|Figure 4: (a) Pre-embolization right ECA angiogram showing intense vascularity in the temporal bone region suggestive of hemangioma, (b and c) Intra-operative frontal and lateral fluoroscopy images showing the embolization glue cast within the hemangioma. (d) Post-embolization right ECA angiogram showing reduction in vascularity of the lesion|
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The post-operative period was uneventful and the patient was discharged on the second post-operative day without any complications. Thereafter, the patient received regular follow-up examinations. No improvement in the right facial nerve palsy was appreciated on neurological examination in the follow-up period. However, the parents of the patient did report a slight improvement in the right facial paresis. Also, both symptomatically and on audiometric evaluation, improvement in the right sided hearing loss was seen.
| Discussion|| |
Hemangiomas are the most common tumor arising in infancy and frequently involve the head and neck region.  However, temporal bone hemangiomas are rare lesions and predominantly involve the geniculate ganglion and the internal acoustic canal. ,, Furthermore, uncommon sites are the middle ear, mastoid process, tympanic membrane, and the external auditory canal. , We report the first case of a hemangioma involving the petrous and mastoid temporal bone extending into the middle ear as well as into the soft tissues of the retro-auricular scalp.
Hemangiomas of the temporal bone have varied clinical presentations. They may present with facial nerve palsy or sensory-neural hearing loss due to involvement of the facial and the vestibule-cochlear nerve respectively.  Middle ear hemangiomas may produce tinnitus or lead to conductive hearing loss.  As such, they might be confused with glomus jugulare tumors.  Hemangiomas may also cause recurrent episodes of otitis media or a mass lesion in the external auditory canal.  The differential diagnosis of glomus-like lesions of the middle ear is broad including variations of vasculature, tumors and inflammatory lesions.  To differentiate in between these lesions it is important to consider the clinical features, examination findings and imaging investigations. Biopsy may be required in some cases to clinch the diagnosis.  In our case, the temporal bone hemangioma extended into the subcutaneous tissues of the retro-auricular and the sub-occipital region forming a swelling in this region. The physical characteristics of this retro-auricular swelling such as compressibility and blanching erythema lead us to suspicion of a hemangioma which was later confirmed by CT, MRI, and angiography.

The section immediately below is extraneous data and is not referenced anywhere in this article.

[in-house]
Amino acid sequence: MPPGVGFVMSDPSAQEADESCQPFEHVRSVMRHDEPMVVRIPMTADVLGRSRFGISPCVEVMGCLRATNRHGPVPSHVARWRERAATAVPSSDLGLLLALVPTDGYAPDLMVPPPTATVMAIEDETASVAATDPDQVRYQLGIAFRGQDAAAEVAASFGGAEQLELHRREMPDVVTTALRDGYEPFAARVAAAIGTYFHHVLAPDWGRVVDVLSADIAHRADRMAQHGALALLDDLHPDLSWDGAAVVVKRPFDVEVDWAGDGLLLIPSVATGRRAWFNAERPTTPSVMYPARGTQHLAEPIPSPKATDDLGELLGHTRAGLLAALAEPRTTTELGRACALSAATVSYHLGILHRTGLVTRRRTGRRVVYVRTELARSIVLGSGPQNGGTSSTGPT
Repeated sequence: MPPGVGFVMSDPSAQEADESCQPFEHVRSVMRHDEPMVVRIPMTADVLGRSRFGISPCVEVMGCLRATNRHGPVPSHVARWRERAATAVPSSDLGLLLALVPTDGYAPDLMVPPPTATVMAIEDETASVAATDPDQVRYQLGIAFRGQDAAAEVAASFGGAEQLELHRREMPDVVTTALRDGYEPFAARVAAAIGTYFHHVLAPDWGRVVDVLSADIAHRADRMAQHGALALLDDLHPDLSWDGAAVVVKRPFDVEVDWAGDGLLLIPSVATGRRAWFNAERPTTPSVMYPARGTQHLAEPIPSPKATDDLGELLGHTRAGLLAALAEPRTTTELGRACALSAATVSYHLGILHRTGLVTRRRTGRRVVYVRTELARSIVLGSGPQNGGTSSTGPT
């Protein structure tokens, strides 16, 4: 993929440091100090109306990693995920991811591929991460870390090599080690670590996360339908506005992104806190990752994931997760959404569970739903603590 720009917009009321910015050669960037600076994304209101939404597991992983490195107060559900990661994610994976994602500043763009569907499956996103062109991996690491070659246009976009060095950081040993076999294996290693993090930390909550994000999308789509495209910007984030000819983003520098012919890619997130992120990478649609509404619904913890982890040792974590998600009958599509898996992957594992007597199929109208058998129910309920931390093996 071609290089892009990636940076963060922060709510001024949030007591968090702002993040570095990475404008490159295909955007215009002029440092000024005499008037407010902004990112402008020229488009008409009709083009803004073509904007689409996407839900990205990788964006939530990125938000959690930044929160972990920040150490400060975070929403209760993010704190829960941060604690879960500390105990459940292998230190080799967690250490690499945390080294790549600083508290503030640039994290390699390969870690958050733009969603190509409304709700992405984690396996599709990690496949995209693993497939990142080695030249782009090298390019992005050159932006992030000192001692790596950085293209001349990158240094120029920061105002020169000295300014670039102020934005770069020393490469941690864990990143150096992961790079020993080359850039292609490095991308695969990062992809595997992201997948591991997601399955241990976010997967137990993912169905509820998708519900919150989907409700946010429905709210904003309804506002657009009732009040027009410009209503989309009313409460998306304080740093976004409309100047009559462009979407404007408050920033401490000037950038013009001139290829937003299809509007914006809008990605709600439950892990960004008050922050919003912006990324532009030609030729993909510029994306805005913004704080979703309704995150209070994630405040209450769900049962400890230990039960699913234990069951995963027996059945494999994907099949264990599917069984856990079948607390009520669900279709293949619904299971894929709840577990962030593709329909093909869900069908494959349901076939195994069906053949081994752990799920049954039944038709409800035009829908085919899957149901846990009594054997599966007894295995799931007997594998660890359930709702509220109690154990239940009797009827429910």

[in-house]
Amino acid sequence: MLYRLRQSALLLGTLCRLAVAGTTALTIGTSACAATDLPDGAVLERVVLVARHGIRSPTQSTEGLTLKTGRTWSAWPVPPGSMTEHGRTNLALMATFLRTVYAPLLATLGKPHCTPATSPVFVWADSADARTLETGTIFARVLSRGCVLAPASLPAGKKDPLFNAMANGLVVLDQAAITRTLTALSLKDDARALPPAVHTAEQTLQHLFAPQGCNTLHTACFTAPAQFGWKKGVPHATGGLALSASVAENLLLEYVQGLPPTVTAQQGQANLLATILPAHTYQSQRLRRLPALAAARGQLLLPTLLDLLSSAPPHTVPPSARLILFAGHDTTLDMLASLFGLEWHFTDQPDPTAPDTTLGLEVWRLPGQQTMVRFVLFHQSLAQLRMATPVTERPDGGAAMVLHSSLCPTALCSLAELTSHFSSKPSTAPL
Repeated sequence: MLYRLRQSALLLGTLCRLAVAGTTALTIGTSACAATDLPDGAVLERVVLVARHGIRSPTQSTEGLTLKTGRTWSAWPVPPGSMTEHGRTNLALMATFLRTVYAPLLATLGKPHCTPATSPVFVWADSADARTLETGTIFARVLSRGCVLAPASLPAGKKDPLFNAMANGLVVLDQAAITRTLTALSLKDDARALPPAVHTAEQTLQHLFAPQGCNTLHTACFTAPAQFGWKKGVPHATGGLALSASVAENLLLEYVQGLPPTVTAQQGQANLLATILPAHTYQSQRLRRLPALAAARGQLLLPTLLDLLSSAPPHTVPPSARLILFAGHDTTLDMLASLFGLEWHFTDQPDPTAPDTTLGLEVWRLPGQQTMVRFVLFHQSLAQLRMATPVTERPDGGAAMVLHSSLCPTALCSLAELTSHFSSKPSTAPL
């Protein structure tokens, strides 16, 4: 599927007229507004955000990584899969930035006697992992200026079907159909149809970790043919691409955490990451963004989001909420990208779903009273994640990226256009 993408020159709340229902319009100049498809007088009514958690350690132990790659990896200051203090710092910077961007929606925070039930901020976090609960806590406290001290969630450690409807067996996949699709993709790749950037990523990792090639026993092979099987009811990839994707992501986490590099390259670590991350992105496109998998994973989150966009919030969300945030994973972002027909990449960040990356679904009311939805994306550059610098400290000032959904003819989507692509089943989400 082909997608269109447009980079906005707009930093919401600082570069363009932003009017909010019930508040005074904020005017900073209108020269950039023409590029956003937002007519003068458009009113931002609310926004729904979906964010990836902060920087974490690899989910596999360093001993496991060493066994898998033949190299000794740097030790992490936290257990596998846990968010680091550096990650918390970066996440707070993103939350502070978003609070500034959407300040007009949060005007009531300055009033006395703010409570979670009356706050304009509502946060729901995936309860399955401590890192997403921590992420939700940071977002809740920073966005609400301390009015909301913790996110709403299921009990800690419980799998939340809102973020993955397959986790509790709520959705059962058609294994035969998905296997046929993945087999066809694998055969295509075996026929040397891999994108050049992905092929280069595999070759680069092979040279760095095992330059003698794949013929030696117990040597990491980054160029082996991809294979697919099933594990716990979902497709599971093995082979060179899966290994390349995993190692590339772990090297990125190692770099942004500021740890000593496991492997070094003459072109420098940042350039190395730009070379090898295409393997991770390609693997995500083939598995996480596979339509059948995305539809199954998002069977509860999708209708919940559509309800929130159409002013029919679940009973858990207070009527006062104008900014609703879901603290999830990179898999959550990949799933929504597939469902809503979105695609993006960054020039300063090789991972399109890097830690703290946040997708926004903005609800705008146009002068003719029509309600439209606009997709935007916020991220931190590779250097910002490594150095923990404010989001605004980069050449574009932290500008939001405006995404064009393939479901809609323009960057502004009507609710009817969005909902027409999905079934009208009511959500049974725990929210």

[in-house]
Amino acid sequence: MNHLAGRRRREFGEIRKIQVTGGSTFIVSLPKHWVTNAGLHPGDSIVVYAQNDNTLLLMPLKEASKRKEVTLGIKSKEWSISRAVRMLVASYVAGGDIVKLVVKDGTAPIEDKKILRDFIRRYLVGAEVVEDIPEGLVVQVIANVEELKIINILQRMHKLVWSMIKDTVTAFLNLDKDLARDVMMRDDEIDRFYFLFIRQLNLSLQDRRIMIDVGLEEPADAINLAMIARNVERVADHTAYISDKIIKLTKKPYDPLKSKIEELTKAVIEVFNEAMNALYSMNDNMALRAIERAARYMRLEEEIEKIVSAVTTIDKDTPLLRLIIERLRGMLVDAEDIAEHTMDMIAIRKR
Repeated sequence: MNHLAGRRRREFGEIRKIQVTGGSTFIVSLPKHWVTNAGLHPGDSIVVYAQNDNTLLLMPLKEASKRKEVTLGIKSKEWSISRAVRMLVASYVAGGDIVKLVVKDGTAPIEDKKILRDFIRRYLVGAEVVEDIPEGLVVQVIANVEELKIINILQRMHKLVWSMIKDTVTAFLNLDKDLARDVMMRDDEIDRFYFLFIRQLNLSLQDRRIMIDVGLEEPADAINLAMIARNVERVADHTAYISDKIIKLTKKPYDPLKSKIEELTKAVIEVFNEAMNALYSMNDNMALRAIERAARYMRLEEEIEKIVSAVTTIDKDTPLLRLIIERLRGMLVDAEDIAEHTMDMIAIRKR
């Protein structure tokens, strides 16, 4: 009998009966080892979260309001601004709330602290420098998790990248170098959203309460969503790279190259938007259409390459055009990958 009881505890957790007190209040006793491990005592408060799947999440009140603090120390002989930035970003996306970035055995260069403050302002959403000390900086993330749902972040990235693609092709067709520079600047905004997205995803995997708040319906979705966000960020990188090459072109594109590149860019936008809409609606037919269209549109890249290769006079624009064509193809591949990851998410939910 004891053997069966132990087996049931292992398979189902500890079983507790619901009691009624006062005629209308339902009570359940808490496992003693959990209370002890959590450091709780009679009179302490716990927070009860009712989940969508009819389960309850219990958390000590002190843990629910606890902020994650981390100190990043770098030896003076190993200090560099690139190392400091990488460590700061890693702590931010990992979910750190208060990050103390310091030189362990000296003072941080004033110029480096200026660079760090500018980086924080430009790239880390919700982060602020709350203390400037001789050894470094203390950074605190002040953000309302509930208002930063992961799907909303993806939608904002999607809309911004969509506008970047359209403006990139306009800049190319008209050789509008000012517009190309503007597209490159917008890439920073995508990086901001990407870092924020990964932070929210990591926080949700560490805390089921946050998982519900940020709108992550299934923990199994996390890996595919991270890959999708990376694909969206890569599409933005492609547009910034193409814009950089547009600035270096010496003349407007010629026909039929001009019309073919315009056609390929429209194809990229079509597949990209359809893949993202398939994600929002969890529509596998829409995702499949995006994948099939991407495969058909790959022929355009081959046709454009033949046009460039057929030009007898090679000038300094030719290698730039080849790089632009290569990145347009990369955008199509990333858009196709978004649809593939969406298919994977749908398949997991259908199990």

Earlier, patients were advised watchful waiting in the hope of spontaneous resolution. However, now it is being increasingly realized that incomplete involution is not uncommon and the balance is shifting towards active management of hemangiomas.  In the temporal bone, hemangiomas commonly give rise to functional disturbances like hearing loss and facial palsy. Aggressive management is thus justified to prevent irreversible sequelae.
Most of the cases of middle ear hemangiomas reported in literature have been treated with surgical excision with or without ossicular reconstruction. ,, Kostrzewa et al. performed surgical resection of a middle ear hemangioma with the aid of a CO 2 laser.  Spontaneous involution of a middle ear hemangioma has also been demonstrated in an asymptomatic infant diagnosed incidentally.  In our case, the hemangioma had an extensive involvement of the temporal bone. Also, the lesion extended into the retro-auricular skin thus presenting a new window for intervention. We decided against surgical resection and performed a combined direct percutaneous and trans-arterial embolization of the hemangioma. Ours is the first case of middle ear and mastoid hemangioma treated with embolization.
Embolization has been used for the treatment for hemangiomas in the past, either as the sole treatment modality or combined with post-embolization surgical resection. , In the study conducted by Jianhong et al., 17 patient with maxilla-facial hemangiomas underwent embolization either alone or followed by surgery or intralesional Bleomycin injection. The authors reported an excellent response in all the patients with marked decrease in the size of the lesions. There were no complications and no recurrences were detected during the follow-up period which ranged from 5 months to 86 months.  In another study, hemangiomas of the head and neck responded dramatically to embolization with arrest of their proliferative phase and decrease in size.  In our patient also, the middle ear and mastoid hemangioma responded well to embolization with a subjective improvement in the facial nerve palsy and both subjective and objective improvement in the conductive hearing loss.
We suggest that embolization may be considered for the treatment of middle ear hemangiomas, when their size and vascularity preclude surgery.
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[Figure 1], [Figure 2], [Figure 3], [Figure 4]